BLS Employment Participation Rate is Probably Wrong

This week the US Census announced the results of the 2010 USA Census (Econintersect coverage here).   The population grew 9.7% in the last 10 years according the US Census.  According to the Bureau of Labor Statistics – the civilian non-institutional population grew almost 12%.

This amounts to 2% or 4.7 million people too many in the pool of people being considered as a potential member of the workforce.   This would cause a distortion of the participation rate calculations the BLS is providing – in other words, the current situation may be less bad.

According to the BLS (private communication to GEI from Mary Bowler):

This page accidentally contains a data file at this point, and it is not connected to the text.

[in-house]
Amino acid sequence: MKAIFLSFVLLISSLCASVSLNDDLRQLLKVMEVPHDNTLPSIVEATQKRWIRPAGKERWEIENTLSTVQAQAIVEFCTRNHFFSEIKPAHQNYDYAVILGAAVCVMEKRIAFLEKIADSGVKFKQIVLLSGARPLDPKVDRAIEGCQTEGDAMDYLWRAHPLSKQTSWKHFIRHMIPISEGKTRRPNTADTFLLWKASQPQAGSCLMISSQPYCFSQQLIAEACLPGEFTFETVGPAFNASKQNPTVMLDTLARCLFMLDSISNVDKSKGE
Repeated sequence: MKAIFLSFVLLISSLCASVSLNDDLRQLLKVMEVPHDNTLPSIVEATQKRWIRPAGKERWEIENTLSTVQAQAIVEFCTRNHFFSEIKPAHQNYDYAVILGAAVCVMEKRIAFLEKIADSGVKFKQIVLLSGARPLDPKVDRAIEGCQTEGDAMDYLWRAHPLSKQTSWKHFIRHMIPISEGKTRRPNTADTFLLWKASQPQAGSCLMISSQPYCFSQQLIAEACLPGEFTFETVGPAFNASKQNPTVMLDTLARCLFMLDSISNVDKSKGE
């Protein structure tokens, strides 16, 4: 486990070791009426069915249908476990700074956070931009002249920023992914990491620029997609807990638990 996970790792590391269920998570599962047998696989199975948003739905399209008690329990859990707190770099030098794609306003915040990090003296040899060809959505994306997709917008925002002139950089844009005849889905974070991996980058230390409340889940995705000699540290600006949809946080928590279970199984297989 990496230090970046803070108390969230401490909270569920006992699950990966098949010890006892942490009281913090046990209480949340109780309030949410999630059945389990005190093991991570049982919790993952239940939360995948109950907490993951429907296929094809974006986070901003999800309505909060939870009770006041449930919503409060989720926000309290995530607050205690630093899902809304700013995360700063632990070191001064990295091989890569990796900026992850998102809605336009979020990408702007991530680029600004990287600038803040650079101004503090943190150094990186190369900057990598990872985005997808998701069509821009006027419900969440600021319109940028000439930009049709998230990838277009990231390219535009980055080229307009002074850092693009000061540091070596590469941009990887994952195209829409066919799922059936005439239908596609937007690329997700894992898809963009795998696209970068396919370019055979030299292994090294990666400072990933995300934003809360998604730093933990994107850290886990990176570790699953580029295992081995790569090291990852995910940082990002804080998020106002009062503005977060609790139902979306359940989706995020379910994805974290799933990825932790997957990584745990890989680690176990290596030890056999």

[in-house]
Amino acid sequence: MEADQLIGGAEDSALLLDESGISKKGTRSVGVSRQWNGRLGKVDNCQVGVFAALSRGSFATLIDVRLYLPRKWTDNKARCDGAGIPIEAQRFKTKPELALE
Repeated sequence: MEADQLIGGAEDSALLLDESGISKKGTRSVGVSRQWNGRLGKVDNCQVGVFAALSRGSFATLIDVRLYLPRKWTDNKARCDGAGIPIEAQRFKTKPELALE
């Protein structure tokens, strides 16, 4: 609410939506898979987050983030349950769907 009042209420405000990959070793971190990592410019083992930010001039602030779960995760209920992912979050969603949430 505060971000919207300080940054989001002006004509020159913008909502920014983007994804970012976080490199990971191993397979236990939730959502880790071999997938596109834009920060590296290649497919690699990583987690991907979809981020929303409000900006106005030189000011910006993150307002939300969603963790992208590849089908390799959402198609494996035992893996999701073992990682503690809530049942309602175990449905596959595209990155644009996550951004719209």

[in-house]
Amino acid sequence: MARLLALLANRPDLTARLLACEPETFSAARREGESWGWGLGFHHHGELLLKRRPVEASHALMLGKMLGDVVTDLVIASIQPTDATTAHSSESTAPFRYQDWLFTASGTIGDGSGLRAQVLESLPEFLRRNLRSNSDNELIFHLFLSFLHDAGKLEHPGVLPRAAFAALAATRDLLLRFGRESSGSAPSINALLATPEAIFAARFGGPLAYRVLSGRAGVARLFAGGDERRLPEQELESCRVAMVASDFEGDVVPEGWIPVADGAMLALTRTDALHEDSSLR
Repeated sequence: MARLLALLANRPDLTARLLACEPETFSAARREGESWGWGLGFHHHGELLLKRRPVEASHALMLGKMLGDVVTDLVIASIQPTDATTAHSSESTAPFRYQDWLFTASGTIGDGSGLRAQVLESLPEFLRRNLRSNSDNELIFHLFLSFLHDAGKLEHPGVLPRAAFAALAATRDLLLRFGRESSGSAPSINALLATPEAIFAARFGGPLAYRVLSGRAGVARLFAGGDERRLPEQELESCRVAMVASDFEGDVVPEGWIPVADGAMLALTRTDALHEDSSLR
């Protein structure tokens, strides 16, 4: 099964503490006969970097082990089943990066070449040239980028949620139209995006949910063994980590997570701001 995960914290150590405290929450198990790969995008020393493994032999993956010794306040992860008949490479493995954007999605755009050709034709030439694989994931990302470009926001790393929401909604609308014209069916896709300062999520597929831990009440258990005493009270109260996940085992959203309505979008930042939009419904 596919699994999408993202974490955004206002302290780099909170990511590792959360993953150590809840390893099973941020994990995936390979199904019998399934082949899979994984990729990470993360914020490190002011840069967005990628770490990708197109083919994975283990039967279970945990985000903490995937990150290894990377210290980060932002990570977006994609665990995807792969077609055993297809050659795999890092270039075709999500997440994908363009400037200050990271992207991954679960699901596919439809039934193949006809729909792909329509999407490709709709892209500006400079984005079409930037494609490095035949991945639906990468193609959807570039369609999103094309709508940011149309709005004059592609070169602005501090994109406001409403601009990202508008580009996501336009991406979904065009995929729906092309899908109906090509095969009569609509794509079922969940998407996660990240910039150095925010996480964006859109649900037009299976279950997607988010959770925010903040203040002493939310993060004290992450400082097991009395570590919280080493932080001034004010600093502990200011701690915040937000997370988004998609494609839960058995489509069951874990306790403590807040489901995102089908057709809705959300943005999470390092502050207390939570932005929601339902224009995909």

The civilian noninstitututional population estimates published with the labor force data from the Current Population Survey are still being estimated off the Census 2000 population base, with adjustments made each year during the intercensal period.

We will not implement population adjustments based on Census 2010 into the Current Population Survey until the release of labor force data for January 2012, a little over a year from now.   Until then, we will not know the nature of the adjustment to the civilian noninstitutional population resulting from Census 2010.

For information on how the intercensal population estimates are developed, please see the Census Bureau’s website at

Until Jan 2012, use the participation rate data at your own risk.

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